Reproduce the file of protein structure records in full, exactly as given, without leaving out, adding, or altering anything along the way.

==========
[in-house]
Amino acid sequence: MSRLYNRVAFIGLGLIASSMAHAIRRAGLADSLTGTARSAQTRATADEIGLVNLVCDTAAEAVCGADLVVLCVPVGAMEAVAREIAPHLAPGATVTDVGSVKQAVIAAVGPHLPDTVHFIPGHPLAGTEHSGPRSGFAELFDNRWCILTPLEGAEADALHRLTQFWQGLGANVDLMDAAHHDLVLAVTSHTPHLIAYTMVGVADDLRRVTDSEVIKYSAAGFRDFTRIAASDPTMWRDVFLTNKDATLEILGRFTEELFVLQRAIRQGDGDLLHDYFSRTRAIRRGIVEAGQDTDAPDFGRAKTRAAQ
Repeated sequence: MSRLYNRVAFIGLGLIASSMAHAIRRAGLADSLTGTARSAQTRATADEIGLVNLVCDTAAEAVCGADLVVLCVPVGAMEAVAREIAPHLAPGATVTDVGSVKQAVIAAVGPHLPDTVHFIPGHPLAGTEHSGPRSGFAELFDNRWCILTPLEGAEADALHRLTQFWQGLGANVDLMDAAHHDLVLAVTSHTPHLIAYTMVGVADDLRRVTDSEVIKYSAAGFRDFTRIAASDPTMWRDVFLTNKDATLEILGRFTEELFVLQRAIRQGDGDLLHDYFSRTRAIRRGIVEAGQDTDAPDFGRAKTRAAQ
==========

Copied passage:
[in-house]
Amino acid sequence: MSRLYNRVAFIGLGLIASSMAHAIRRAGLADSLTGTARSAQTRATADEIGLVNLVCDTAAEAVCGADLVVLCVPVGAMEAVAREIAPHLAPGATVTDVGSVKQAVIAAVGPHLPDTVHFIPGHPLAGTEHSGPRSGFAELFDNRWCILTPLEGAEADALHRLTQFWQGLGANVDLMDAAHHDLVLAVTSHTPHLIAYTMVGVADDLRRVTDSEVIKYSAAGFRDFTRIAASDPTMWRDVFLTNKDATLEILGRFTEELFVLQRAIRQGDGDLLHDYFSRTRAIRRGIVEAGQDTDAPDFGRAKTRAAQ
Repeated sequence: MSRLYNRVAFIGLGLIASSMAHAIRRAGLADSLTGTARSAQTRATADEIGLVNLVCDTAAEAVCGADLVVLCVPVGAMEAVAREIAPHLAPGATVTDVGSVKQAVIAAVGPHLPDTVHFIPGHPLAGTEHSGPRSGFAELFDNRWCILTPLEGAEADALHRLTQFWQGLGANVDLMDAAHHDLVLAVTSHTPHLIAYTMVGVADDLRRVTDSEVIKYSAAGFRDFTRIAASDPTMWRDVFLTNKDATLEILGRFTEELFVLQRAIRQGDGDLLHDYFSRTRAIRRGIVEAGQDTDAPDFGRAKTRAAQ